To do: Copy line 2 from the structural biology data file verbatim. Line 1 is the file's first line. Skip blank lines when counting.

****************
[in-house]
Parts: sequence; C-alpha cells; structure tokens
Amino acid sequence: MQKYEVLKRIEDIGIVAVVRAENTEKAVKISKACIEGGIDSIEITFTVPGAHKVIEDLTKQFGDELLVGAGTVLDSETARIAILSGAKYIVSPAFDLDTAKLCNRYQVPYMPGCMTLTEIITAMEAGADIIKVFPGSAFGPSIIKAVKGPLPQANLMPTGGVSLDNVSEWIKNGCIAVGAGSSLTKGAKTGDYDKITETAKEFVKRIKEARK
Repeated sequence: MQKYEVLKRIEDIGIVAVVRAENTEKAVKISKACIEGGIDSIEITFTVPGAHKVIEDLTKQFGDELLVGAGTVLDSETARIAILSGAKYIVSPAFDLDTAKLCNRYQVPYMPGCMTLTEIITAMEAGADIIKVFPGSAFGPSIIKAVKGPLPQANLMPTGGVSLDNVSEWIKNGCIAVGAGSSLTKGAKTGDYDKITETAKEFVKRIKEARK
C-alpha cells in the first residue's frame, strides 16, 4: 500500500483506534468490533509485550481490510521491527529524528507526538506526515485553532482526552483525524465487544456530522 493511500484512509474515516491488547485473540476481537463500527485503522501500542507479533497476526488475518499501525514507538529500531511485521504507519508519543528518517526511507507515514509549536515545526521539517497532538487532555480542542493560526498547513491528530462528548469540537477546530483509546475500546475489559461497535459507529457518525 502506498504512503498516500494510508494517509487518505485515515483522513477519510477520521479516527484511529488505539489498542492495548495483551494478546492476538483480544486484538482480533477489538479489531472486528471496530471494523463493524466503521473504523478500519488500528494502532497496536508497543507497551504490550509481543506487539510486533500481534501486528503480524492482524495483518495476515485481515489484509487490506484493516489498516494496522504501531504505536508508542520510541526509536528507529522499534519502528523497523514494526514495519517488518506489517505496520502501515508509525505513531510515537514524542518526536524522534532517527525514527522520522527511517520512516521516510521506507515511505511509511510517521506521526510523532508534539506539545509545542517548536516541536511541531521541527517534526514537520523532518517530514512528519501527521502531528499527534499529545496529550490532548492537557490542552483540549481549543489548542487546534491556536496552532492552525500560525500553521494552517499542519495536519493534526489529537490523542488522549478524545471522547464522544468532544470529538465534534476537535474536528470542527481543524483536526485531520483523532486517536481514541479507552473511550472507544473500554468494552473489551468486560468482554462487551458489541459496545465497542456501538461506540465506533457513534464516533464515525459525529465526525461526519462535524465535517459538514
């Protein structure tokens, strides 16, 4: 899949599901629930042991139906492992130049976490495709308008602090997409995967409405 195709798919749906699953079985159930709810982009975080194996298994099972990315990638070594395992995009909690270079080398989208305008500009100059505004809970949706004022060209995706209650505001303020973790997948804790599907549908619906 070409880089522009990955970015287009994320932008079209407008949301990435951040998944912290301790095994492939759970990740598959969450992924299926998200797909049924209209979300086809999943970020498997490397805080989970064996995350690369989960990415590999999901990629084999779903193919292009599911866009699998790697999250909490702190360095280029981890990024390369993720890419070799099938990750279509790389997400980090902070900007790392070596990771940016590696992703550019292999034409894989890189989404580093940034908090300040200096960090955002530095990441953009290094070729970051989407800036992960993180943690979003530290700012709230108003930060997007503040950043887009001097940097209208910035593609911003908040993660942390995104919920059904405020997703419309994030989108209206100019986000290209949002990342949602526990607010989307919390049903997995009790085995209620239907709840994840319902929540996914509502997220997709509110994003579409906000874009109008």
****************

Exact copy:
Parts: sequence; C-alpha cells; structure tokens